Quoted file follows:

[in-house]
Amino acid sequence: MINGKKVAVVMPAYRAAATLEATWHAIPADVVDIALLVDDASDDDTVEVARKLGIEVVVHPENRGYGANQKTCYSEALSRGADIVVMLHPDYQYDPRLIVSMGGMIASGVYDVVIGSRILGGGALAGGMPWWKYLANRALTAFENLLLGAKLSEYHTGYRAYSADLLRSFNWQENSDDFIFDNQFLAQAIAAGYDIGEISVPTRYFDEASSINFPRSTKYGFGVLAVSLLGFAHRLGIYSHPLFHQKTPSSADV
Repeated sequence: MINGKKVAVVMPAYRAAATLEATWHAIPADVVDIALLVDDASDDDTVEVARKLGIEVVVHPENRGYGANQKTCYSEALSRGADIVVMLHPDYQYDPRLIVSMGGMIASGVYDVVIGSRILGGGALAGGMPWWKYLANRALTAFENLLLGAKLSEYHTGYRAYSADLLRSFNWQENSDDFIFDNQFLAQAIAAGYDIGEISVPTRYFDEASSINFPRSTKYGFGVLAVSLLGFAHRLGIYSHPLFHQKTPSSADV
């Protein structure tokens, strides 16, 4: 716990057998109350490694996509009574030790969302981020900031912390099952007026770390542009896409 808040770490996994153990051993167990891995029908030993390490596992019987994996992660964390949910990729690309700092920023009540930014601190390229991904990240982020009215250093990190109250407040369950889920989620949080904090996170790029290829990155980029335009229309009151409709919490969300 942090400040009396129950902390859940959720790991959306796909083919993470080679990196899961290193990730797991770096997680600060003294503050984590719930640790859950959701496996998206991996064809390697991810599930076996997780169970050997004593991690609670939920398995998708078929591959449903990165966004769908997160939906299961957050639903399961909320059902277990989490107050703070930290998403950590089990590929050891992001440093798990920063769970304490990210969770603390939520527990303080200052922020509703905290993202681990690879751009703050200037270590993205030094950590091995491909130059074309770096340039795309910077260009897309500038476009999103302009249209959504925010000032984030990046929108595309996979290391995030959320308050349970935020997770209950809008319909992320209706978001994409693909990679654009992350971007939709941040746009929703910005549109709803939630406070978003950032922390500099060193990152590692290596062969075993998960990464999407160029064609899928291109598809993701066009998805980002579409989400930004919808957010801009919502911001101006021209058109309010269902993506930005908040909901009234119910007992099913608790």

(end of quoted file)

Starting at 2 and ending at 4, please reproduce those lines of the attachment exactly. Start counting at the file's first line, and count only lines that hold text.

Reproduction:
Amino acid sequence: MINGKKVAVVMPAYRAAATLEATWHAIPADVVDIALLVDDASDDDTVEVARKLGIEVVVHPENRGYGANQKTCYSEALSRGADIVVMLHPDYQYDPRLIVSMGGMIASGVYDVVIGSRILGGGALAGGMPWWKYLANRALTAFENLLLGAKLSEYHTGYRAYSADLLRSFNWQENSDDFIFDNQFLAQAIAAGYDIGEISVPTRYFDEASSINFPRSTKYGFGVLAVSLLGFAHRLGIYSHPLFHQKTPSSADV
Repeated sequence: MINGKKVAVVMPAYRAAATLEATWHAIPADVVDIALLVDDASDDDTVEVARKLGIEVVVHPENRGYGANQKTCYSEALSRGADIVVMLHPDYQYDPRLIVSMGGMIASGVYDVVIGSRILGGGALAGGMPWWKYLANRALTAFENLLLGAKLSEYHTGYRAYSADLLRSFNWQENSDDFIFDNQFLAQAIAAGYDIGEISVPTRYFDEASSINFPRSTKYGFGVLAVSLLGFAHRLGIYSHPLFHQKTPSSADV
């Protein structure tokens, strides 16, 4: 716990057998109350490694996509009574030790969302981020900031912390099952007026770390542009896409 808040770490996994153990051993167990891995029908030993390490596992019987994996992660964390949910990729690309700092920023009540930014601190390229991904990240982020009215250093990190109250407040369950889920989620949080904090996170790029290829990155980029335009229309009151409709919490969300 942090400040009396129950902390859940959720790991959306796909083919993470080679990196899961290193990730797991770096997680600060003294503050984590719930640790859950959701496996998206991996064809390697991810599930076996997780169970050997004593991690609670939920398995998708078929591959449903990165966004769908997160939906299961957050639903399961909320059902277990989490107050703070930290998403950590089990590929050891992001440093798990920063769970304490990210969770603390939520527990303080200052922020509703905290993202681990690879751009703050200037270590993205030094950590091995491909130059074309770096340039795309910077260009897309500038476009999103302009249209959504925010000032984030990046929108595309996979290391995030959320308050349970935020997770209950809008319909992320209706978001994409693909990679654009992350971007939709941040746009929703910005549109709803939630406070978003950032922390500099060193990152590692290596062969075993998960990464999407160029064609899928291109598809993701066009998805980002579409989400930004919808957010801009919502911001101006021209058109309010269902993506930005908040909901009234119910007992099913608790």